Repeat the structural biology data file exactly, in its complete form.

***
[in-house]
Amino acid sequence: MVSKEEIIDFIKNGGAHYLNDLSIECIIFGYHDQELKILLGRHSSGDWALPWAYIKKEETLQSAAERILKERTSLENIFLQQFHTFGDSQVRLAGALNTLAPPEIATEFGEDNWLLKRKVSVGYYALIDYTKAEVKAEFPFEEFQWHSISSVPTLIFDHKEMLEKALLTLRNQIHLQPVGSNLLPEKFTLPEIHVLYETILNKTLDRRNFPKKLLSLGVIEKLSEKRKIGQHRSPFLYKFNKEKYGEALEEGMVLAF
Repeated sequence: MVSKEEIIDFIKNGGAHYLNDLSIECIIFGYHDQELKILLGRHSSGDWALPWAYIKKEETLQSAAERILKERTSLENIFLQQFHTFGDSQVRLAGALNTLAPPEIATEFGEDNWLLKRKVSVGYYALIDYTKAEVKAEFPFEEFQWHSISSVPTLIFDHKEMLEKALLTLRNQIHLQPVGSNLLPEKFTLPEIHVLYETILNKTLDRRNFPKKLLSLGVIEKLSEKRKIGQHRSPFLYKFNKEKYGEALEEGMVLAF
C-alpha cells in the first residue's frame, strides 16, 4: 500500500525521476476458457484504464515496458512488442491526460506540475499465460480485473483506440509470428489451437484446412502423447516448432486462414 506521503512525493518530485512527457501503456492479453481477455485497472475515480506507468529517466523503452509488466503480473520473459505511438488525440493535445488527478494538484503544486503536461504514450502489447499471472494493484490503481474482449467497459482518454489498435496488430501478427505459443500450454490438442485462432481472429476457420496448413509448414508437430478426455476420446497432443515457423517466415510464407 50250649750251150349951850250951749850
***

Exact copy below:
[in-house]
Amino acid sequence: MVSKEEIIDFIKNGGAHYLNDLSIECIIFGYHDQELKILLGRHSSGDWALPWAYIKKEETLQSAAERILKERTSLENIFLQQFHTFGDSQVRLAGALNTLAPPEIATEFGEDNWLLKRKVSVGYYALIDYTKAEVKAEFPFEEFQWHSISSVPTLIFDHKEMLEKALLTLRNQIHLQPVGSNLLPEKFTLPEIHVLYETILNKTLDRRNFPKKLLSLGVIEKLSEKRKIGQHRSPFLYKFNKEKYGEALEEGMVLAF
Repeated sequence: MVSKEEIIDFIKNGGAHYLNDLSIECIIFGYHDQELKILLGRHSSGDWALPWAYIKKEETLQSAAERILKERTSLENIFLQQFHTFGDSQVRLAGALNTLAPPEIATEFGEDNWLLKRKVSVGYYALIDYTKAEVKAEFPFEEFQWHSISSVPTLIFDHKEMLEKALLTLRNQIHLQPVGSNLLPEKFTLPEIHVLYETILNKTLDRRNFPKKLLSLGVIEKLSEKRKIGQHRSPFLYKFNKEKYGEALEEGMVLAF
C-alpha cells in the first residue's frame, strides 16, 4: 500500500525521476476458457484504464515496458512488442491526460506540475499465460480485473483506440509470428489451437484446412502423447516448432486462414 506521503512525493518530485512527457501503456492479453481477455485497472475515480506507468529517466523503452509488466503480473520473459505511438488525440493535445488527478494538484503544486503536461504514450502489447499471472494493484490503481474482449467497459482518454489498435496488430501478427505459443500450454490438442485462432481472429476457420496448413509448414508437430478426455476420446497432443515457423517466415510464407 50250649750251150349951850250951749850